Background: The life expectancy gap has widened – and narrowed – considerably before.
At the turn of the 20th century, women’s life expectancy was just two years higher than men’s, Dr. Yan said. But over the next 75 years, that gap began to widen, largely because more men smoked and developed cardiovascular disease or lung cancer.
As smoking rates have declined, excess mortality has declined among men, in particular.
But in 2010, that gender gap began to widen again, this time due to opioid overdose death rates, which exceeded 30 percent. twice as high for men. That year, life expectancy for men was 76.3 years, while that for women was 78.1 years.
Men were at greater risk of developing diabetes and heart disease, and also faced higher rates of homicide and suicide.
The results: Covid has caused huge declines in life expectancy across the board.
In the United States, more than 1.1 million people have died from Covid, a staggering toll that has caused a precipitous decline in life expectancy. Between 2019 and 2021, life expectancy in the United States increased from approximately 79 to 76 years.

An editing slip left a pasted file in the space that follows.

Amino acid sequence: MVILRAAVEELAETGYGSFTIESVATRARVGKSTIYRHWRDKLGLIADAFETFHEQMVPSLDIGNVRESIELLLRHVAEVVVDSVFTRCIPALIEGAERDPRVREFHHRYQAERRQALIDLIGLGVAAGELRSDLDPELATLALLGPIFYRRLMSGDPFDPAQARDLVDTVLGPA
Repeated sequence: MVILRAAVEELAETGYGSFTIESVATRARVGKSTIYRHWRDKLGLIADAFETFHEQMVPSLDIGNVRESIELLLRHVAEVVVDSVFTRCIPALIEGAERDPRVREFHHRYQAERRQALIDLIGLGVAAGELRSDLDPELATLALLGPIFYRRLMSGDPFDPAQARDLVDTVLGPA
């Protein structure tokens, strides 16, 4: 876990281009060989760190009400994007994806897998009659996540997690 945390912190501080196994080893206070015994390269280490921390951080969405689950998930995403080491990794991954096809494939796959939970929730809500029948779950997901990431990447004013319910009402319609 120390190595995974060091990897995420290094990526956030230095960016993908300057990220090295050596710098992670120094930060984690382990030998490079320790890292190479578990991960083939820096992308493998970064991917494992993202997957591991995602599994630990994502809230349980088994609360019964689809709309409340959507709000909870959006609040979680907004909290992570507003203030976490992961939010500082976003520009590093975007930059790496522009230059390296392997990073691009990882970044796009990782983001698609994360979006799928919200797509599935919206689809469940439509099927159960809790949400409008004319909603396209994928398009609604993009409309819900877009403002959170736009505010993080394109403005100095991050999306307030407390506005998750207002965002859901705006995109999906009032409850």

But men died from Covid at a higher rate than women. The reasons for this are complicated. Biological factors, such as differences in inflammation and immune responses, likely played an important role.
But social and behavioral differences also matter. Men are more likely to work in sectors with higher rates of Covid exposure and death, including transportation, agriculture and construction, or to be incarcerated or homeless. Women are also more likely to be vaccinated.
From 2019 to 2021, Covid was the largest contributor to the growing life expectancy gap between men and women, contributing to almost 40% of the difference in years lost.
Overdose and homicide deaths have also increased.
Unintentional injuries – primarily drug overdoses – contributed to more than 30 percent of the life expectancy gap between men and women. But more men also died by homicide or suicide between 2019 and 2021.
“All of this points to worsening mental health across the board, but particularly among men,” Dr. Yan said.
Dr. Yan noted that his analysis did not include people who are transgender or other gender identities because death certificates do not record this information.